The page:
6 Ways Billion-Dollar Businesses Prove You Can Profit And Still Do Good

What Chipotle, Whole Foods and others can teach us.
Bloomberg via Getty Images

For all those doubters in business who believe it’s not possible to combine making money with creating a better world, it’s time to think again.

There are now at least nine companies globally, five of them in the United States, which make more than $1 billion in annual revenues from products that have sustainability or social good at the heart of what they do.

These are not companies that rely on a committed group of green shoppers to buy their products. Instead, they represent some of the most innovative multinationals on the planet, and their recipe for success can serve as a model for other companies looking to make a difference.

Making the list are Tesla’s electric vehicles and Toyota’s Prius, as well as Nike’s Flyknit athletic shoes and GE’s Ecomagination technology, which ranges from power to transportation.

Food also features strongly, including Chipotle, which has a focus on naturally raised pork, beef and chicken, Whole Foods Market, the first U.S. national supermarket to have its retail operation certified organic, and Unilever, which aims to source all its agricultural ingredients from sustainable farming.

These companies' combined revenues from sustainable products amount to more than $100 billion a year, equivalent to the 62 largest economy in the world.

Freya Williams, marketing consultant to Fortune 500 companies, says these firms are not only in many cases growing faster than their competitors, but also commanding wider profit margins.

Analysis by the consulting group POINT 380 also shows them to give the best returns to shareholders, challenging the myth that business success relies on profit maximization above all else.

If you had put $1,000 into these nine companies in June 2010, your investments would by March of this year have been valued at $3,251, compared with $1,932 for a portfolio of more traditional competitors.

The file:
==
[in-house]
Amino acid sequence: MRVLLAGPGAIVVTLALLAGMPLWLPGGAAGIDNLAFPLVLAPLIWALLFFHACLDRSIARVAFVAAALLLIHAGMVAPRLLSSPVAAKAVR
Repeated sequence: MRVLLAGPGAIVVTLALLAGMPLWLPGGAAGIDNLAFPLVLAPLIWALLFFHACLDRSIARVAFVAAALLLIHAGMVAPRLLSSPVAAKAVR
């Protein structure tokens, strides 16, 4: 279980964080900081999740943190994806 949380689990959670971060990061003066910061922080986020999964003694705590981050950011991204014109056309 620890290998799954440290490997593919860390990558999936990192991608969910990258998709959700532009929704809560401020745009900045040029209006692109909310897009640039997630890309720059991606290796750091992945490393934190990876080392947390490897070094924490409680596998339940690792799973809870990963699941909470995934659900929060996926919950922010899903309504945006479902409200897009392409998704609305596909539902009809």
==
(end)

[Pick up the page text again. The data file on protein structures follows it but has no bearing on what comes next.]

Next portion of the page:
Williams suggests that another wave of sustainable companies may soon join the elite group of American businesses that have surpassed the “magic” billion-dollar benchmark. These include Warby Parker, Airbnb, The Honest Company, SweetGreen, Patagonia and Method Home.

To put this in perspective, Williams says there is only a 0.00006 percent chance of building a company that breaks the billion-dollar revenue ceiling.

“These are not boring, crunchy granola companies or obscure B2B suppliers, “ writes Williams, U.S. CEO of sustainability change agency Futerra, in her new book Green Giants. “They are some of the most vibrant, sexy brands out there today."

“They aren’t trying to compete with the big boys. They are the big boys. And they will be the big boys of the future.”

Hunter Lovins, business professor at Bard MBA and sustainability activist, says the billion-dollar brands are successful "because they have sustainability at the core of everything they do, not in spite of it."

"Williams has shown this commitment is the key to prospering in today’s business world and if companies don’t follow their lead, they will not be around in a decade."

Williams points to six key success factors that have led to the creation of billion-dollar sustainable brands:

  1. The iconoclastic leader: In each of the nine companies, the sustainability journey can be traced back to one courageous individual who was prepared to stand out from the crowd.
  2. Disruptive innovation: The companies have not succeeded via an iterative improvement of existing products but from generating a new mindset that disrupts the status quo.
  3. A higher purpose: The green giants showcase the paradox that having a clear purpose can naturally lead to financial outperformance. It rarely works the other way around.
  4. Built in, not bolted on: The companies are driving sustainability into the core of their strategies, ranging from design to finance. A sustainability department operating at the margins of a business will never get the traction needed to drive fundamental change.
  5. Mainstream appeal: Too many green business initiatives have failed because companies relied on consumers’ ethical motives and delivered products that were substandard. The green giants create innovative products that perform better than those of their competitors.
  6. Walking the talk: Corporate reputation is built through actions and not advertising or PR. Transparency, responsibility and collaboration are essential ingredients in driving large-scale change.